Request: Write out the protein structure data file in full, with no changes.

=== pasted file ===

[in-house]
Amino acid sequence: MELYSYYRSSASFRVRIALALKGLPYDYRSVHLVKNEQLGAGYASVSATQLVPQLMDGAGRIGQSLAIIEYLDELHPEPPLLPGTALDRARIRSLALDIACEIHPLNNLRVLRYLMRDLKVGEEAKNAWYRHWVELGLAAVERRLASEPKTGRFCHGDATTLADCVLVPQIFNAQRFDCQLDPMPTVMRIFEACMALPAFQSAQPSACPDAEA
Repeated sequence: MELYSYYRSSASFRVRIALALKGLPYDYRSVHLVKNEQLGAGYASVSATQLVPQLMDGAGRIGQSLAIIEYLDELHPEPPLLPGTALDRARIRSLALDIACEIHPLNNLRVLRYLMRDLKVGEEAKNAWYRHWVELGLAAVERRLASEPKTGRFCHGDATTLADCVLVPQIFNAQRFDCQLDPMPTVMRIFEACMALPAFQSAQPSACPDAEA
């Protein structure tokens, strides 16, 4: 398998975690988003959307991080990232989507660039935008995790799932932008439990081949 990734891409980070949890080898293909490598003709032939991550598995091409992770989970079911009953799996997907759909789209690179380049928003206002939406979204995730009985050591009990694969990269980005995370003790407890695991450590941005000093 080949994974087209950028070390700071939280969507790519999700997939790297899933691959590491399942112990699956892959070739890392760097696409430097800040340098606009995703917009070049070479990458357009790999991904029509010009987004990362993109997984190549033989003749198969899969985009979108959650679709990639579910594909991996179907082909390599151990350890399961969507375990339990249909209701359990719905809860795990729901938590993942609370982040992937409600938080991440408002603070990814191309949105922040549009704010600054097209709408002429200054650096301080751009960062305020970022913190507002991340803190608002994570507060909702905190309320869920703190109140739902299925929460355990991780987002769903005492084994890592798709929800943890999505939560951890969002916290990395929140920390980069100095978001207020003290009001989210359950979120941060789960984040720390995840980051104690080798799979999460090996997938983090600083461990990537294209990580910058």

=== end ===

[in-house]
Amino acid sequence: MELYSYYRSSASFRVRIALALKGLPYDYRSVHLVKNEQLGAGYASVSATQLVPQLMDGAGRIGQSLAIIEYLDELHPEPPLLPGTALDRARIRSLALDIACEIHPLNNLRVLRYLMRDLKVGEEAKNAWYRHWVELGLAAVERRLASEPKTGRFCHGDATTLADCVLVPQIFNAQRFDCQLDPMPTVMRIFEACMALPAFQSAQPSACPDAEA
Repeated sequence: MELYSYYRSSASFRVRIALALKGLPYDYRSVHLVKNEQLGAGYASVSATQLVPQLMDGAGRIGQSLAIIEYLDELHPEPPLLPGTALDRARIRSLALDIACEIHPLNNLRVLRYLMRDLKVGEEAKNAWYRHWVELGLAAVERRLASEPKTGRFCHGDATTLADCVLVPQIFNAQRFDCQLDPMPTVMRIFEACMALPAFQSAQPSACPDAEA
């Protein structure tokens, strides 16, 4: 398998975690988003959307991080990232989507660039935008995790799932932008439990081949 990734891409980070949890080898293909490598003709032939991550598995091409992770989970079911009953799996997907759909789209690179380049928003206002939406979204995730009985050591009990694969990269980005995370003790407890695991450590941005000093 080949994974087209950028070390700071939280969507790519999700997939790297899933691959590491399942112990699956892959070739890392760097696409430097800040340098606009995703917009070049070479990458357009790999991904029509010009987004990362993109997984190549033989003749198969899969985009979108959650679709990639579910594909991996179907082909390599151990350890399961969507375990339990249909209701359990719905809860795990729901938590993942609370982040992937409600938080991440408002603070990814191309949105922040549009704010600054097209709408002429200054650096301080751009960062305020970022913190507002991340803190608002994570507060909702905190309320869920703190109140739902299925929460355990991780987002769903005492084994890592798709929800943890999505939560951890969002916290990395929140920390980069100095978001207020003290009001989210359950979120941060789960984040720390995840980051104690080798799979999460090996997938983090600083461990990537294209990580910058």